Meanwhile, the new study reveals other facets of the polar bear’s past. The team found more than 1,300 sites in its genome that differ from brown bears more than expected, suggesting selection pushed these sites to evolve faster than the rest of the genome. They include genes such as DAG1, which is involved in muscle growth; BTN1A1, which influences the amount of fat in breast milk; and EDNRB and TRPM1, which control the color of mammal skin and hair. Changes in these genes could have helped polar bears to maintain strong muscles in cold conditions, provide their cubs with fatty insulation from the Arctic cold, and evolve white, camouflaged fur.

If Lindqvist’s team is right, these changes accrued over a long span of time, featuring several climatic upheavals. By plugging the bears’ genomes into computer simulations, the team calculated that polar bear populations have tracked climate change for millions of years: their numbers dwindled during warmer millennia, but bounced back from small populations that roughed it out within colder refuges. More recently, within the last 500,000 years, the bears have gone through a prolonged and dramatic decline, which may explain why their genetic diversity is so low today. “We cannot look into the future and tell the fate of polar bears,” said Lindqvist, “but we hope that getting better insight to their past will inform us in predicting how they might response to future changes.”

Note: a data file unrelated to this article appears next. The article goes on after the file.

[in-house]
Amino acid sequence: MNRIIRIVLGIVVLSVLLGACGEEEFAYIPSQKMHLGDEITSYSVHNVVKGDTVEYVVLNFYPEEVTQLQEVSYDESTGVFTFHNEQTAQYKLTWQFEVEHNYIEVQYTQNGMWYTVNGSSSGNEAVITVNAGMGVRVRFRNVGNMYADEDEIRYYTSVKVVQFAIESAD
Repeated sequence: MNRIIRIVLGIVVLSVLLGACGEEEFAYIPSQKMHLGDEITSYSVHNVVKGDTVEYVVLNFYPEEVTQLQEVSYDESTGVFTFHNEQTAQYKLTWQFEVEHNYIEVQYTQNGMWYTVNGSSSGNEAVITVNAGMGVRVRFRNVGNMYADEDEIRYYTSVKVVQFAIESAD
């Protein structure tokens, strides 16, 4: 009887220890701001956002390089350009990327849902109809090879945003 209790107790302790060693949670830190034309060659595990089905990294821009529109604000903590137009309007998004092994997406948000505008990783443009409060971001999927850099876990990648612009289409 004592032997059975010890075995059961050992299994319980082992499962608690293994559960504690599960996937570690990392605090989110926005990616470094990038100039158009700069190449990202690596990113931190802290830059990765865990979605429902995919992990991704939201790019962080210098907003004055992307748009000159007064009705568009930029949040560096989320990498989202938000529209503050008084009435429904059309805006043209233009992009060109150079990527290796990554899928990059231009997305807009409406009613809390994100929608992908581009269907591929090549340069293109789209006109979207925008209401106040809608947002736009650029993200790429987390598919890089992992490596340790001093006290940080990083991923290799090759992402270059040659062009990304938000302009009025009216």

Warmer climate could bring polar and brown bears into more frequent contact with one another, creating opportunities for them to mate. Indeed, their genomes reveal that such interbreeding was common in the past, for both species contain genes that originated in the other. Some brown bears from southeastern Alaska, for example, have inherited between 5 and 11 percent of their genomes from polar bears, while some polar bears share as much as 20 percent of their genes with brown bears.

The changing evolutionary history of the polar bear mirrors our understanding of our own origins. Until recently, the dominant account of human evolution said that our ancestors swept out of Africa and replaced all other early humans, such as Neanderthals, without mating with them. The Neanderthal mitochondrial genome seemed to confirm that idea, but the full Neanderthal nuclear genome revealed clear signs of interbreeding. We now know that 1 to 4 percent of European and Asian genomes come from Neanderthals.

“This is an exciting time where more and more genomic-scale data will become available for many more species,” said Lindqvist. “My guess is that we will see that the process of speciation is much more complex than simple bifurcating splits of ancestral species. Hybridization will play an important role, perhaps as a response to environmental change.”

W. Miller et al., “Polar and brown bear genomes reveal ancient admixture and demographic footprints of past climate change,” Proceedings of the National Academies of Sciences, doi:10.1073/pnas.1210506109, 2012.